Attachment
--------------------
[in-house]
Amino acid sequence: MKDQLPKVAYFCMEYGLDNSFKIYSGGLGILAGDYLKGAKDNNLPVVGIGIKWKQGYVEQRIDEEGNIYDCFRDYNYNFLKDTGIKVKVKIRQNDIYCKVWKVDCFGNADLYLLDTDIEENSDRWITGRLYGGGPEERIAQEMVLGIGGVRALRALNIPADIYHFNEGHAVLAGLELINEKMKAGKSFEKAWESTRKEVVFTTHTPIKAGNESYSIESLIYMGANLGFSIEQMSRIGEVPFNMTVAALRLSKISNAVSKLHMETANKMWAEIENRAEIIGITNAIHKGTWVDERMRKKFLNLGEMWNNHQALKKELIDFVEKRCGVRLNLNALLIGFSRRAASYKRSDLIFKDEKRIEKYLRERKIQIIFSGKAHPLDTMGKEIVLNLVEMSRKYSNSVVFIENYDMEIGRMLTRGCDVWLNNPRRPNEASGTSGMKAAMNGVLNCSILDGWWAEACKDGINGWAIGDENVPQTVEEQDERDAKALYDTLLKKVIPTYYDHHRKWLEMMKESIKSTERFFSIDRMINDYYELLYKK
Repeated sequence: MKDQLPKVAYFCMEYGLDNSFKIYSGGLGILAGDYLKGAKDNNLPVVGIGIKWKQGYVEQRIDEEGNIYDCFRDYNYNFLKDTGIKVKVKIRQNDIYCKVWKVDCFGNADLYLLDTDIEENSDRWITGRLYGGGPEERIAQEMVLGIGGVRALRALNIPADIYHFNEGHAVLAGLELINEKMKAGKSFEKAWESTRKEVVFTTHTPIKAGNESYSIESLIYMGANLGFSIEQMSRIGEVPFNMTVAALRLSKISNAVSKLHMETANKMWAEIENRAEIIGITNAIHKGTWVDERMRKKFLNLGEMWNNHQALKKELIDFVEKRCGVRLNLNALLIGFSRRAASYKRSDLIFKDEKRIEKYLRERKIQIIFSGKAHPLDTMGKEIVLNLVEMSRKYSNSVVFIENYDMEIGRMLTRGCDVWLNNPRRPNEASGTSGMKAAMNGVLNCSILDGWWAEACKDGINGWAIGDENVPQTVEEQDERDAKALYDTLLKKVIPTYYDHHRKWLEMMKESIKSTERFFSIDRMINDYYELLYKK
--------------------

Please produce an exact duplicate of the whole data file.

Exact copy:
[in-house]
Amino acid sequence: MKDQLPKVAYFCMEYGLDNSFKIYSGGLGILAGDYLKGAKDNNLPVVGIGIKWKQGYVEQRIDEEGNIYDCFRDYNYNFLKDTGIKVKVKIRQNDIYCKVWKVDCFGNADLYLLDTDIEENSDRWITGRLYGGGPEERIAQEMVLGIGGVRALRALNIPADIYHFNEGHAVLAGLELINEKMKAGKSFEKAWESTRKEVVFTTHTPIKAGNESYSIESLIYMGANLGFSIEQMSRIGEVPFNMTVAALRLSKISNAVSKLHMETANKMWAEIENRAEIIGITNAIHKGTWVDERMRKKFLNLGEMWNNHQALKKELIDFVEKRCGVRLNLNALLIGFSRRAASYKRSDLIFKDEKRIEKYLRERKIQIIFSGKAHPLDTMGKEIVLNLVEMSRKYSNSVVFIENYDMEIGRMLTRGCDVWLNNPRRPNEASGTSGMKAAMNGVLNCSILDGWWAEACKDGINGWAIGDENVPQTVEEQDERDAKALYDTLLKKVIPTYYDHHRKWLEMMKESIKSTERFFSIDRMINDYYELLYKK
Repeated sequence: MKDQLPKVAYFCMEYGLDNSFKIYSGGLGILAGDYLKGAKDNNLPVVGIGIKWKQGYVEQRIDEEGNIYDCFRDYNYNFLKDTGIKVKVKIRQNDIYCKVWKVDCFGNADLYLLDTDIEENSDRWITGRLYGGGPEERIAQEMVLGIGGVRALRALNIPADIYHFNEGHAVLAGLELINEKMKAGKSFEKAWESTRKEVVFTTHTPIKAGNESYSIESLIYMGANLGFSIEQMSRIGEVPFNMTVAALRLSKISNAVSKLHMETANKMWAEIENRAEIIGITNAIHKGTWVDERMRKKFLNLGEMWNNHQALKKELIDFVEKRCGVRLNLNALLIGFSRRAASYKRSDLIFKDEKRIEKYLRERKIQIIFSGKAHPLDTMGKEIVLNLVEMSRKYSNSVVFIENYDMEIGRMLTRGCDVWLNNPRRPNEASGTSGMKAAMNGVLNCSILDGWWAEACKDGINGWAIGDENVPQTVEEQDERDAKALYDTLLKKVIPTYYDHHRKWLEMMKESIKSTERFFSIDRMINDYYELLYKK